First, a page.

Intro to value lifecycle

An introduction to the value lifecycle.

So far, we’ve explained how Mojo allows you to build high-performance code that is memory safe without manually managing memory, using Mojo’s ownership model. However, Mojo is designed for systems programming, which often requires manual memory management for custom data types. So, Mojo lets you do that as you see fit. To be clear, Mojo has no reference counter and no garbage collector.

Mojo also has no built-in data types with special privileges. All data types in the standard library (such as Bool, Int, and String) are implemented as structs. You can actually write your own replacements for these types by using low-level primitives provided by MLIR dialects.

What’s great about the Mojo language is that it provides you these low-level tools for systems programming, but within a framework that helps you build things that are safe and easy to use from higher-level programs. That is, you can get under the hood and write all the “unsafe” code you want, but as long as you do so in accordance with Mojo’s value semantics, the programmer instantiating your type/object doesn’t need to think about memory management at all, and the behavior will be safe and predictable, thanks to value ownership.

In summary, it’s the responsibility of the type author to manage the memory and resources for each value type, by implementing specific lifecycle methods, such as the constructor, copy constructor, move constructor, and destructor, as necessary. Mojo doesn’t create any of these by default.

In the following pages, we’ll explain exactly how to define these lifecycle methods in accordance with value semantics so your types play nicely with value ownership.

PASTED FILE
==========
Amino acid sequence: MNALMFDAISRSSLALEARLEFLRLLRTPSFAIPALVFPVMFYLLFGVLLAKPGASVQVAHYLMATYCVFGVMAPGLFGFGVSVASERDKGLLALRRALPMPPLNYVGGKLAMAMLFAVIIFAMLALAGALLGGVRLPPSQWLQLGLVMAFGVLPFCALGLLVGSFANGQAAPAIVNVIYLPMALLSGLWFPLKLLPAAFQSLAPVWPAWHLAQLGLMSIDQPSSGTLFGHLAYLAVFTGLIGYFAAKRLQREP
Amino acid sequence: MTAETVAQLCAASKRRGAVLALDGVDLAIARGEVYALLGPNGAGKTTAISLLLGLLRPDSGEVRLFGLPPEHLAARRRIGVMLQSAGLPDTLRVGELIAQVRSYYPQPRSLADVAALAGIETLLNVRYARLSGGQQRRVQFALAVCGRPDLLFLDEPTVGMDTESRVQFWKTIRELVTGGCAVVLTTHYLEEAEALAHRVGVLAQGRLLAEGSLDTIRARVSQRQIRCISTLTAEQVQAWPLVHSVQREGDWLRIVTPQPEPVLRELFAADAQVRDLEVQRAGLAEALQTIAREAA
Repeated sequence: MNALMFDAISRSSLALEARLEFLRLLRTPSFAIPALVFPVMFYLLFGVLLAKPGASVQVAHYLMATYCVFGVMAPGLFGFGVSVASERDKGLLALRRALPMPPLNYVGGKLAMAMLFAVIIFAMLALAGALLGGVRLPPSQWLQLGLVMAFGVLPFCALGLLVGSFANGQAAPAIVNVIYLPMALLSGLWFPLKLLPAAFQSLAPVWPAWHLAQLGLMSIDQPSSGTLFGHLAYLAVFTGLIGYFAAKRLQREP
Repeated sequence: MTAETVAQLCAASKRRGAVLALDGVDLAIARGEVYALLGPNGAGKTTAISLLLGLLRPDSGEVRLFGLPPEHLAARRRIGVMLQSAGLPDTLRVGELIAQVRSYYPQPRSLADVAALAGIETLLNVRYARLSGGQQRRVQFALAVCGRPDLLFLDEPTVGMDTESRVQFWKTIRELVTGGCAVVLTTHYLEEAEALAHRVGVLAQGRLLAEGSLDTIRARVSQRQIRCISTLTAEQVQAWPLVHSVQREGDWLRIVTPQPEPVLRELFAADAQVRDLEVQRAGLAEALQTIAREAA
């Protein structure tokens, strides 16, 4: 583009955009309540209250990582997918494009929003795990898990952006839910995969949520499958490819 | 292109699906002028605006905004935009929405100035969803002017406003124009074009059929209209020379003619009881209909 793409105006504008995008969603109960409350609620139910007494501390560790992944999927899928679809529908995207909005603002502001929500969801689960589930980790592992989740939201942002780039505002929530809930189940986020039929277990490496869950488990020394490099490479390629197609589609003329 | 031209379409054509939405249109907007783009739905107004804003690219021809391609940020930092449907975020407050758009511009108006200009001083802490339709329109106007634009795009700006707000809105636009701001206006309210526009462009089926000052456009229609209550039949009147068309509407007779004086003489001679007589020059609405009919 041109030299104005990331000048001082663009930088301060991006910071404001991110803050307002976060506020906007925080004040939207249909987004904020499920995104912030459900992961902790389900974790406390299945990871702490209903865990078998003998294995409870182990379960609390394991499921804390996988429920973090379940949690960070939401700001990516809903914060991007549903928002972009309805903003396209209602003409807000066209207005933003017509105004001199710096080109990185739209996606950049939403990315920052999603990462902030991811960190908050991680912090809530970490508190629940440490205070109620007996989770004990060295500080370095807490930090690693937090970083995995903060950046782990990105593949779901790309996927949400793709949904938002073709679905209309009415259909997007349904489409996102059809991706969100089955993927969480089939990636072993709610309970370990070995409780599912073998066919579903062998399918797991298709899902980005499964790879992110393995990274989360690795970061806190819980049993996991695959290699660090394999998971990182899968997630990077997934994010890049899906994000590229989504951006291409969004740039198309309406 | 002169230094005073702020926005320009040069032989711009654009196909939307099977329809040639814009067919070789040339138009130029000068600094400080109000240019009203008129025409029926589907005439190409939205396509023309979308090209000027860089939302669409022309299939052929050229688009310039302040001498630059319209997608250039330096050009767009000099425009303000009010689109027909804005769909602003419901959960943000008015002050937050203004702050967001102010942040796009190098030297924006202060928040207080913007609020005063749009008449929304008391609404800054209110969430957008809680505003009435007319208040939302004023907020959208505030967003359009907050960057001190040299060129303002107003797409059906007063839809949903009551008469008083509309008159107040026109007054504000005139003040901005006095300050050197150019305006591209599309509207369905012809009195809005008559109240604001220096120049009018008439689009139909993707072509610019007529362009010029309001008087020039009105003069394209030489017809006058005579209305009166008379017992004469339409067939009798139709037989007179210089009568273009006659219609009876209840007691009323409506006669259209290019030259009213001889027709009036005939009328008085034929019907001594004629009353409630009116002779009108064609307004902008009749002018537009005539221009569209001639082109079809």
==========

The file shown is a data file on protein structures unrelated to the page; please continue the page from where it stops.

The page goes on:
Lifecycles and lifetimes

First, let’s clarify some terminology:

  • The “lifecycle” of a value is defined by various dunder methods in a struct. Each lifecycle event is handled by a different method, such as the constructor (__init__()), the destructor (__del__()), the copy constructor (__copyinit__()), and the move constructor (__moveinit__()). All values that are declared with the same type have the same lifecycle.

  • The “lifetime” of a value is defined by the span of time during program execution in which each value is considered valid. The life of a value begins when it is initialized and ends when it is destroyed, which generally (but not always) spans from __init__() to __del__(). No two values have the exact same lifetime, because every value is created and destroyed at a different point in time (even if the difference is imperceivable).

The life of a value in Mojo begins when a variable is initialized and continues up until the value is last used, at which point Mojo destroys it. Mojo destroys every value/object as soon as it’s no longer used, using an “as soon as possible” (ASAP) destruction policy that runs after every sub-expression.

As you might imagine, keeping track of a value’s lifetime can be difficult if a value is shared across functions many times during the life of a program. However, Mojo makes this predictable partly through its value semantics and value ownership (both prerequisite readings for the following sections). The final piece of the puzzle for lifetime management is the value lifecycle: every value (defined in a struct) needs to implement key lifecycle methods that define how a value is created and destroyed.